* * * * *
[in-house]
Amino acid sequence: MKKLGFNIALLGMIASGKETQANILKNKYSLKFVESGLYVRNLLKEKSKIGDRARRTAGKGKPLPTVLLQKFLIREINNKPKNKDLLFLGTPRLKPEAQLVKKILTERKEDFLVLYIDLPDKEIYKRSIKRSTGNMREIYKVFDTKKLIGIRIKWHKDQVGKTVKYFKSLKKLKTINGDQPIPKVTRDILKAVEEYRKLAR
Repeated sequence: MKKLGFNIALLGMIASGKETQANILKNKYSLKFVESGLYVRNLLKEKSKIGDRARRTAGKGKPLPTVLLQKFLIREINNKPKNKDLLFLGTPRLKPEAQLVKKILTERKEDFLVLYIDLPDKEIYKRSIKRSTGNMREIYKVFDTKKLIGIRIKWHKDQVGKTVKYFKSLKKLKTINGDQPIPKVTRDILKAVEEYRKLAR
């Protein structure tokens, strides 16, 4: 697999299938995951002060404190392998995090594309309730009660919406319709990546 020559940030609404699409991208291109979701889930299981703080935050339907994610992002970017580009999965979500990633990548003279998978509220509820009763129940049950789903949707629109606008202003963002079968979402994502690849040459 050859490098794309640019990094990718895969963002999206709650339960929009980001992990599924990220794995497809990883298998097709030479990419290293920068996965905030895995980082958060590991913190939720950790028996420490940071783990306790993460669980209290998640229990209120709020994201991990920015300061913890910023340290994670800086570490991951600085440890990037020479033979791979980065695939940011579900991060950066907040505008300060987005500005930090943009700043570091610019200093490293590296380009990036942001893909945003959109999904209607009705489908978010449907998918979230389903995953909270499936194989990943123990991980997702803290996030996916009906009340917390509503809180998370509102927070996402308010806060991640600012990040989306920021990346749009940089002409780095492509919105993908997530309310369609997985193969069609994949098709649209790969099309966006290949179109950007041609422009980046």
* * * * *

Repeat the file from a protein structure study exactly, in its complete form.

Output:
[in-house]
Amino acid sequence: MKKLGFNIALLGMIASGKETQANILKNKYSLKFVESGLYVRNLLKEKSKIGDRARRTAGKGKPLPTVLLQKFLIREINNKPKNKDLLFLGTPRLKPEAQLVKKILTERKEDFLVLYIDLPDKEIYKRSIKRSTGNMREIYKVFDTKKLIGIRIKWHKDQVGKTVKYFKSLKKLKTINGDQPIPKVTRDILKAVEEYRKLAR
Repeated sequence: MKKLGFNIALLGMIASGKETQANILKNKYSLKFVESGLYVRNLLKEKSKIGDRARRTAGKGKPLPTVLLQKFLIREINNKPKNKDLLFLGTPRLKPEAQLVKKILTERKEDFLVLYIDLPDKEIYKRSIKRSTGNMREIYKVFDTKKLIGIRIKWHKDQVGKTVKYFKSLKKLKTINGDQPIPKVTRDILKAVEEYRKLAR
């Protein structure tokens, strides 16, 4: 697999299938995951002060404190392998995090594309309730009660919406319709990546 020559940030609404699409991208291109979701889930299981703080935050339907994610992002970017580009999965979500990633990548003279998978509220509820009763129940049950789903949707629109606008202003963002079968979402994502690849040459 050859490098794309640019990094990718895969963002999206709650339960929009980001992990599924990220794995497809990883298998097709030479990419290293920068996965905030895995980082958060590991913190939720950790028996420490940071783990306790993460669980209290998640229990209120709020994201991990920015300061913890910023340290994670800086570490991951600085440890990037020479033979791979980065695939940011579900991060950066907040505008300060987005500005930090943009700043570091610019200093490293590296380009990036942001893909945003959109999904209607009705489908978010449907998918979230389903995953909270499936194989990943123990991980997702803290996030996916009906009340917390509503809180998370509102927070996402308010806060991640600012990040989306920021990346749009940089002409780095492509919105993908997530309310369609997985193969069609994949098709649209790969099309966006290949179109950007041609422009980046």